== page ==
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Book Review: How the Zebra Got Its Stripes

By (May 9, 2017) One Comment

How the Zebra Got Its Stripes:

Darwinian Stories Told Through Evolutionary Biology

by Léo Grasset

translated from the French by Barbara Mellor

Pegasus Books, 2017

If you know only a little about 28-year-old French “punk scientist par excellence” Léo Grasset, tousle-headed host of the extremely popular YouTube channel “Dirty Biology” and author of the blog Dans les testicules de Darwin, you’re going to look at his new book How the Zebra Got Its Stripes: Darwinian Stories Told Through Evolutionary Biology – all of 150 pages long while holding its breath – and naturally conclude that his English-language translator, Barbara Mellor, deserves the Orde national de la Légion d’honneur. Taking one look at Grasset’s author photo on the English cover of his book, seeing his fashionable scruff, louche lips, and adorable, vaguely vacant eyes, factoring in the frenetic jump-cuts and non-stop cartoon-bombardment of his videos (which are about various high school-level quickie biology subjects in the Bill Nye fashion but seem mostly devoted to Grasset’s rubbery facial expressions), any prospective reader could be forgiven for imagining that poor Barbara Mellor was handed a disheveled pile of crudely-scrawled pages, coffee-stained and shedding cigarette ashes, and tasked with making some sense out of it all for Grasset’s English-language debut. One can imagine the author-translator sessions, with Mellor earnestly asking “Now Léo, what did you mean by this?” and Grasset ignoring her while he plays with his hair and constantly checks his phone.

But no, it turns out the boy wonder is the genuine article, with academic degrees and a core of quick professionalism underneath his mousse and his tattered T-shirts. It’s true that his channel’s spastic visual style can drive just about any viewing adult to despairing thoughts about what non-stop video gaming is doing to the concentration of the 21st century’s young people, but the videos themselves are not only scientifically sound but also, after acclimatization, genuinely inviting. There are worse ways to get young people excited about science.

All of which goes a lot further in recommending a YouTube series than it does recommending a book. How the Zebra Got Its Stripes is composed of 20 chapters, most no longer than three or four pages in length, each taking up some video-ready idea – how dung beetles navigate their world, how termites air-condition their mounds, how antelopes use their tushies for sexual signalling – and wrapping it in fairly simple generalities, as in the chapter-bit titled “The Female Hyena’s Penis”:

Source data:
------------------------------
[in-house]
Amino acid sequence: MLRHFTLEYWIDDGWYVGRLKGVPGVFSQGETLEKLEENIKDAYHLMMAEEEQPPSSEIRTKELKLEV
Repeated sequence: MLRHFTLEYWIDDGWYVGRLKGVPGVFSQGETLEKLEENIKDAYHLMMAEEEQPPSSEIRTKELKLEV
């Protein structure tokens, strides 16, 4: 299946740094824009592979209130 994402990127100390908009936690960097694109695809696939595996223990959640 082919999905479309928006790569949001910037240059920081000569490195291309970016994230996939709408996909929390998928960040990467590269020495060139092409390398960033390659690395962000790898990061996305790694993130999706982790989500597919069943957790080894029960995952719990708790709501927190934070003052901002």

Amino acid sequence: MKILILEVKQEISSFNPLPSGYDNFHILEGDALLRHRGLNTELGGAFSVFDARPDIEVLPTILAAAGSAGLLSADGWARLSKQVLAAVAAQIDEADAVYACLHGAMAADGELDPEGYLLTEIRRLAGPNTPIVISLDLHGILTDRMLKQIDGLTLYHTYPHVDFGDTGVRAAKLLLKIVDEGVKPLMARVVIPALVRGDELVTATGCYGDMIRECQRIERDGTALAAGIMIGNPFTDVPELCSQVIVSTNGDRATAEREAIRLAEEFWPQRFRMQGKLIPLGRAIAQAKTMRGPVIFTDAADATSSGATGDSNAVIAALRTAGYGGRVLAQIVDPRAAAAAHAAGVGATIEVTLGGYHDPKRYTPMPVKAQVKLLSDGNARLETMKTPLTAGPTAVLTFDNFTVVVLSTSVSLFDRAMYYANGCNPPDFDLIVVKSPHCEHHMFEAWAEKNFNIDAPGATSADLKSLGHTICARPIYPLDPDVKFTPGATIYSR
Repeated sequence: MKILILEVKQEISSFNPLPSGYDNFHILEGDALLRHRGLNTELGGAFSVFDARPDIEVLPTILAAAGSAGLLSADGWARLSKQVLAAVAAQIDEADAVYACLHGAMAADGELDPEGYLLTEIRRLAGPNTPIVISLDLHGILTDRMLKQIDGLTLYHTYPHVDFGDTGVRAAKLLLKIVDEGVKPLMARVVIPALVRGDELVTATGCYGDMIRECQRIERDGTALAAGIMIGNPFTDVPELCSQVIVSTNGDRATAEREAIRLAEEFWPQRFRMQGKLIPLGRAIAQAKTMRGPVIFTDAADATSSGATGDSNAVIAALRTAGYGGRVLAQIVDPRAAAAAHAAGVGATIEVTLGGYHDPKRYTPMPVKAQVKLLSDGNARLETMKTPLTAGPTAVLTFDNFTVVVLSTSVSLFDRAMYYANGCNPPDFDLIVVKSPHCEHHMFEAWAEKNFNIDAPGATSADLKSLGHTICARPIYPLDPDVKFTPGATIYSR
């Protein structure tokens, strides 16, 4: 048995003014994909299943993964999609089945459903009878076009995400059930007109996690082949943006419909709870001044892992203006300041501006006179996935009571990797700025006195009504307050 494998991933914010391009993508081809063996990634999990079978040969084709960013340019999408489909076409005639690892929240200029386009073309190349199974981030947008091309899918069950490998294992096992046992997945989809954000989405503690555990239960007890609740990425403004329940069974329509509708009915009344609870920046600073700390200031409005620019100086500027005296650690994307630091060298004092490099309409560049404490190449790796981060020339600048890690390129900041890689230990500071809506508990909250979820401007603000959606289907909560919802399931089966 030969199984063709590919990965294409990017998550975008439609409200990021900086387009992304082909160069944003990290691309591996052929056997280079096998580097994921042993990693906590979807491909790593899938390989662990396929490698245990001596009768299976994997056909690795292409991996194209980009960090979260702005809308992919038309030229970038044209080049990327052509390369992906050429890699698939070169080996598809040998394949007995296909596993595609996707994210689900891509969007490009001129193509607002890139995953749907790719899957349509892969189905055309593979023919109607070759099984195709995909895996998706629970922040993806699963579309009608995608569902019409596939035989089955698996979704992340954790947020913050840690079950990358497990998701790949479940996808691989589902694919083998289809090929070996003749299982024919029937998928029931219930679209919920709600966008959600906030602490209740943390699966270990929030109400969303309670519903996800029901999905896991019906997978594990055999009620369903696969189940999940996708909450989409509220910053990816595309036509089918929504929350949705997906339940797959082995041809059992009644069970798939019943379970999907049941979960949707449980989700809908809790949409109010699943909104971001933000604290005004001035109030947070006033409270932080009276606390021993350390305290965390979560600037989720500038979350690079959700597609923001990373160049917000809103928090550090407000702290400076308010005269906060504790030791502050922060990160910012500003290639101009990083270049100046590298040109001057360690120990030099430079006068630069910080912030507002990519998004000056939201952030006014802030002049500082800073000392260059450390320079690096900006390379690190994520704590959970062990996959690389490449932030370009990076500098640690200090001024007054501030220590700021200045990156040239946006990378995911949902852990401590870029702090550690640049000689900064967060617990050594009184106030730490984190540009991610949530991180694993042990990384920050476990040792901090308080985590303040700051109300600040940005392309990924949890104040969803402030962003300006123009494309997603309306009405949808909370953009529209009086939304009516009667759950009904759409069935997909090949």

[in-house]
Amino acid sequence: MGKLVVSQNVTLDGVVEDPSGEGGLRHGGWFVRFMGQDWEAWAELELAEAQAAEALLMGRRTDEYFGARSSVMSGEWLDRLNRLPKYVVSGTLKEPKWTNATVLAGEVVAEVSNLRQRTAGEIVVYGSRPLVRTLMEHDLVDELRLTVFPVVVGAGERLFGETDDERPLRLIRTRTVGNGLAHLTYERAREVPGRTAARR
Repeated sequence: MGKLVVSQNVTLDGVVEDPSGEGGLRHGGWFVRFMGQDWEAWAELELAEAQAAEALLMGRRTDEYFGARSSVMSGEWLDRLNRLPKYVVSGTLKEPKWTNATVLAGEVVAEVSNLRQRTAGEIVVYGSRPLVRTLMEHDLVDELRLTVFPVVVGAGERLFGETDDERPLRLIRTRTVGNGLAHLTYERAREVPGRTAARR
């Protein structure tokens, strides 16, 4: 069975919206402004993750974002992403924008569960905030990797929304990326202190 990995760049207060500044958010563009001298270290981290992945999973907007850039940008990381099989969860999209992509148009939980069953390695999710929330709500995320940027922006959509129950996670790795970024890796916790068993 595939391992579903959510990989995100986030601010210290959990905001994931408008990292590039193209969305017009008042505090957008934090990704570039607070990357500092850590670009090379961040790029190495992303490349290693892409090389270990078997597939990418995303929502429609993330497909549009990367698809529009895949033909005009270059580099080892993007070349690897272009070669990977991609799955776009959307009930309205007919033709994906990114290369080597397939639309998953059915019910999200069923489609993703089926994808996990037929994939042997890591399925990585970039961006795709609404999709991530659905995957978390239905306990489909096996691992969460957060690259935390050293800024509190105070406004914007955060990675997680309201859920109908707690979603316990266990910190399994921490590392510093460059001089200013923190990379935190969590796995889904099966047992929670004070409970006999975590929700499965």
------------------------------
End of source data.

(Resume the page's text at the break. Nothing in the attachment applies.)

Evolution is a complicated phenomenon: it makes organs and appendages disappear, creates new ones and repurposes existing ones for different functions. In the face of these constant changes, it is sometimes difficult for biologists to understand the functions of the shapes and appearances of the creatures they study: they are all too ready to put forward multiple hypotheses, some of which are contradictory. Perhaps researchers are looking for simple explanations, whereas the exuberant creativity of evolution requires something far more complex.

This drive-by style of biological and evolutionary instruction – imagine a book written by the late Stephen Jay Gould when he was roughly 14 years old – will be frustrating to Grasset’s adult readers for all the right reasons. The topics themselves are often interesting, and even at such glancing length, it’s obvious that our author knows his facts and could be an engaging teacher if he’d switch to decaf. The book’s most intriguing piece, titled “Elephant Dictatorship vs Buffalo Democracy,” is a perfect case in point: it raises all sorts of intriguing questions about the reliability of communal decision-making – and then flits off to the next bite-sized bit.

“When people ask me what I actually did for my research, I tend to simplify,” Grasset writes:

I sometimes say that I spent my time driving vehicles at zebras, which always produces an enjoyable response. Or I say I was trying to understand their behaviour, which has the advantage of being closer to the popular idea of what naturalists are supposed to do in the wild. The real reason was weirder, and would have required more explanation: the truth was I was trying to discover whether zebras’ stripes advertised something about their personalities.

Grasset doesn’t seem to include the possibility that the reaction he was getting wasn’t a desire on his listeners’ part for simple, entertaining answers but rather an expression of their polite disbelief that he’s done any formal “research” of any kind. After all, he looks like he’s 18 and sounds like he’s far more familiar with all-night raves in the 18th arrondissement than he is with doctoral committees. The cure for such mis-aligned impressions would be a serious, thoughtful book, rather than a collection of YouTube scripts. His viewers won’t notice the difference, but if he’s going to have readers, they’re going to have to wait.